The island is surrounded in beaches and coves with watersports, especially surfing, being really popular. unfortunately, even if the weather was better, I wouldn’t be able to go in the sea due to my picc line. I love this little garrison house on St Ouen’s beach. Although it is known as the white house and looks like this in my pic, it is actually currently a pale green colour, painted by the national trust to raise ‘green’ awareness.

the white house, jersey

Currently being advertised on tv as ‘britain’s warmest place’, I was anticipating some sunshine after a disappointing summer so far and was encouraged as I few into jersey airport to beautiful sunshine and the view of many beaches and coves around the island. True to form though, this didn’t last long and the rain started the next day! Even when the weather isn’t great there is plenty to do and explore on what is actually quite a small island. Having been occupied during the war, there are plenty of remnants including an underground hospital and many gun emplacements and bunkers spread around the coast. I was keen to see some of these up close having been fascinated in them since a kid watching films like the guns of navarone and building lego bunkers.

german tower, les landes, jersey

Some bunkers on the island have been converted into holiday homes or seafood outlets. I prefer to see them in their raw state. Access has been restricted to abandoned installations by blocking up doors and openings, probably for health and safety reasons but some are open on certain days to the public. They are powerful, imposing and ingenious structures. Although having a dark past they are part of history and an important reminder of the conflict on the island.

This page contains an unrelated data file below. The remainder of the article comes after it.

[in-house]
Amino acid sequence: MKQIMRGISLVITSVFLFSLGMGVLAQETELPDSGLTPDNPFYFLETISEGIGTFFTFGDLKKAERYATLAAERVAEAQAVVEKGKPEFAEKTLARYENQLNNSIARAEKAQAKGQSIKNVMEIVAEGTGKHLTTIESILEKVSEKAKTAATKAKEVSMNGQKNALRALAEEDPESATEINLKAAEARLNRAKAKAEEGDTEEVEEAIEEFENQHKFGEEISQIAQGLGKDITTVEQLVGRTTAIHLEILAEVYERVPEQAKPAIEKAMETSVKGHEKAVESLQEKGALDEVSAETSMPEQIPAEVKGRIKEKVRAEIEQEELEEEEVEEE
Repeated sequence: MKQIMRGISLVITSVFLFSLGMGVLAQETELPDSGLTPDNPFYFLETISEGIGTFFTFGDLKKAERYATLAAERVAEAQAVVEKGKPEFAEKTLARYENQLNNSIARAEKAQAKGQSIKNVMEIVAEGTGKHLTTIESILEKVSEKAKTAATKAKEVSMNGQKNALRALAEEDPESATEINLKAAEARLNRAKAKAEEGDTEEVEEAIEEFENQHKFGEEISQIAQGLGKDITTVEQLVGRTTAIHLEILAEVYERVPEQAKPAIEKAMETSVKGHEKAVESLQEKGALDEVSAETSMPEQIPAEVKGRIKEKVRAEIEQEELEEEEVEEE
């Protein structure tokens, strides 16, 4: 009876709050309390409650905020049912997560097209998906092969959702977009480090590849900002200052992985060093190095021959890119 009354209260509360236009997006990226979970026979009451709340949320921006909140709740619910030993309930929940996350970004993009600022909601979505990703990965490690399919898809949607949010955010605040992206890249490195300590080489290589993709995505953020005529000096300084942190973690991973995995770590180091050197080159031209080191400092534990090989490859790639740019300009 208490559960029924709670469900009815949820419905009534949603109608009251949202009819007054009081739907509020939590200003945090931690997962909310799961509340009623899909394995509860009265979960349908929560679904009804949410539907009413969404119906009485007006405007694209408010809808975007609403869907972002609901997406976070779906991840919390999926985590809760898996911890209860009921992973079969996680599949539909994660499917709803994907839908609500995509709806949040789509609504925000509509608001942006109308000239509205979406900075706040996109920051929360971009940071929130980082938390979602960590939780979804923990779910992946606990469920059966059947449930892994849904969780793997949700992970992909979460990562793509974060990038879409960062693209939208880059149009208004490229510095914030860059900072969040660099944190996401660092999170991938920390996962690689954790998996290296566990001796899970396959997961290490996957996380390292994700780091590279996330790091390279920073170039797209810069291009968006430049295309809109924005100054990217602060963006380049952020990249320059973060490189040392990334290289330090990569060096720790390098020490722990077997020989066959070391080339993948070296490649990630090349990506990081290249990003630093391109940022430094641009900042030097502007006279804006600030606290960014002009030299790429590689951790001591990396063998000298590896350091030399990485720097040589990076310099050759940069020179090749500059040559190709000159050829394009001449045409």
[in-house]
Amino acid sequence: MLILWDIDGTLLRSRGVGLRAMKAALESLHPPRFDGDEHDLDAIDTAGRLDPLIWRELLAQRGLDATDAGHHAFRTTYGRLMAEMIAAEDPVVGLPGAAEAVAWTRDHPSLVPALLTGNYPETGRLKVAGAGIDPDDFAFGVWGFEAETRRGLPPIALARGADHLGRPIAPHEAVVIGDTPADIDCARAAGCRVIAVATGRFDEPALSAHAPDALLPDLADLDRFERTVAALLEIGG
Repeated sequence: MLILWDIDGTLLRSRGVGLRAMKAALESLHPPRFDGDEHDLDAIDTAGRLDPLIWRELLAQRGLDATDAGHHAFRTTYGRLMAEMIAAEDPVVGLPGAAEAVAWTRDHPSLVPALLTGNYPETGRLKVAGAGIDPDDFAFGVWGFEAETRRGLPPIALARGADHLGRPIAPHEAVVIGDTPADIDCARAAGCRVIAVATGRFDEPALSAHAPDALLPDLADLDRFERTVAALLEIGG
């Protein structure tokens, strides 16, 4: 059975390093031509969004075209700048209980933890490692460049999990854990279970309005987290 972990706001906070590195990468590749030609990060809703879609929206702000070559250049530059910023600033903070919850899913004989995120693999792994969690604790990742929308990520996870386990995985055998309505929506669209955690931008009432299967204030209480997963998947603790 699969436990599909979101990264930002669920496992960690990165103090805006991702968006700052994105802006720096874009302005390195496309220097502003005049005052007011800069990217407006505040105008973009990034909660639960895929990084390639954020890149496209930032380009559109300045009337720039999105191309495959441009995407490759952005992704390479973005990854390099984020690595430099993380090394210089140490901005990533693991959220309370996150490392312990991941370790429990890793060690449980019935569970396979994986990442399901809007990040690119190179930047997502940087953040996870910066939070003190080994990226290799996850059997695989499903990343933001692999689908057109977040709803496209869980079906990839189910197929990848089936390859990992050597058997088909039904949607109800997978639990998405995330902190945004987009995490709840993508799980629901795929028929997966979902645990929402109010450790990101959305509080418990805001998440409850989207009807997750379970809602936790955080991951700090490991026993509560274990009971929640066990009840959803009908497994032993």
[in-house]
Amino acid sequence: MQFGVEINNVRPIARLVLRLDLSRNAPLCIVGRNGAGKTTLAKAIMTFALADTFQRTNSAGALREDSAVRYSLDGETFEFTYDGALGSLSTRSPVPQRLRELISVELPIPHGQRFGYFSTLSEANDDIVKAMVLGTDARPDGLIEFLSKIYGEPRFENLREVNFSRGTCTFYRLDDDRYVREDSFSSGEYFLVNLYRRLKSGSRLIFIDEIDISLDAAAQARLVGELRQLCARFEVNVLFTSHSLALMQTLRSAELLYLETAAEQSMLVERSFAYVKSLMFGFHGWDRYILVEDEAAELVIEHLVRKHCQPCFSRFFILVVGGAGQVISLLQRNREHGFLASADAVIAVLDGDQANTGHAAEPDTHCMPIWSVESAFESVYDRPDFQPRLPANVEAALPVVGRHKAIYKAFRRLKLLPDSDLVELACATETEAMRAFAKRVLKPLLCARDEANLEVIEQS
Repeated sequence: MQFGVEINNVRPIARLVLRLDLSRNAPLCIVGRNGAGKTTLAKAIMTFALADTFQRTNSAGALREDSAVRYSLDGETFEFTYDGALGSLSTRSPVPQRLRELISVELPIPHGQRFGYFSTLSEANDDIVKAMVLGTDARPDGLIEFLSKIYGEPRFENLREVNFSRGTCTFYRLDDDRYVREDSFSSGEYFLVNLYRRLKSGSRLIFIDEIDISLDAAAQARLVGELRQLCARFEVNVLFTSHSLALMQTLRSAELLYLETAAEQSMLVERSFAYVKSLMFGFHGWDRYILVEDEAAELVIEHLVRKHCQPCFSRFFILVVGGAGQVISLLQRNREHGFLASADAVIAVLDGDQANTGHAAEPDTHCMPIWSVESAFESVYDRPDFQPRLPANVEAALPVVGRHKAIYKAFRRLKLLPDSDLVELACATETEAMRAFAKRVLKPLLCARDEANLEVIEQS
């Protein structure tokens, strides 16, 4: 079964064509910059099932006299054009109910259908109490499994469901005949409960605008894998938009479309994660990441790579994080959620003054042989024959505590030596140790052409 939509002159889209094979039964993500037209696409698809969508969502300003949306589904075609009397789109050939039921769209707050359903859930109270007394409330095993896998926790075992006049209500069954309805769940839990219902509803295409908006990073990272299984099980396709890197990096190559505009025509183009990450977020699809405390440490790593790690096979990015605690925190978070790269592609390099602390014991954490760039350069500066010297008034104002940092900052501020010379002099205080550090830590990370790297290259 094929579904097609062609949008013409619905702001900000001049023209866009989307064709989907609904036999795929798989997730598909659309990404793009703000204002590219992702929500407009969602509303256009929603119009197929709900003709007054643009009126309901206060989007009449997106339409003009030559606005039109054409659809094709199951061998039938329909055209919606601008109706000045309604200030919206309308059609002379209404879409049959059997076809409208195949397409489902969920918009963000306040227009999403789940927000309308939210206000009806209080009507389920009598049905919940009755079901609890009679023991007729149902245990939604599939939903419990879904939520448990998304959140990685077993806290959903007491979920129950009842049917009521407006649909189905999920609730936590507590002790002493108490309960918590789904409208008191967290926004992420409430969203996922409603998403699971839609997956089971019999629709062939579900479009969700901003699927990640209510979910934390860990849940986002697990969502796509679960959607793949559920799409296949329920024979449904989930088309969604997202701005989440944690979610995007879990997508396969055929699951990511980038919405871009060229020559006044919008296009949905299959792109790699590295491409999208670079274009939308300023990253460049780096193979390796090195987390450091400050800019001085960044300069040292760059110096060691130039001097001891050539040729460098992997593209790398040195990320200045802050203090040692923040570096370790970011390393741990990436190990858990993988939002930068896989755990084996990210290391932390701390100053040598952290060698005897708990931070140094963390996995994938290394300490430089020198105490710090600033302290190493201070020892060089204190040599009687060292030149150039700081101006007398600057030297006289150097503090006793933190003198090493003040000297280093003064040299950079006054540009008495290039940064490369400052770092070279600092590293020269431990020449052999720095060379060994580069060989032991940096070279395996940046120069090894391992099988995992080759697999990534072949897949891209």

Also worth a visit on the island is the durrell wildlife conservation trust where I enjoyed watching the orangutans make climbing look like the easiest thing on the planet and Gorey castle was a real highlight where i took part in some falconry. The castle has lots to see and has art installations throughout to discover including a huge sculpture depicting battle injuries!

sore yin

I spent a week in Brittany in primary 7, staying in a seaside town called St Cast. We traveled by bus to Southampton and got the overnight ferry to St Malo. I had never been out of the UK at the tie and it was hugely exciting, the highlight of the trip being a visit to Mont St Michel. My memory of France is of it being the hottest place I had ever been. School friends were getting sunstroke and sunburn and everyday was roasting. I still have some old photos but I am glad to say that my photography has improved slightly since then.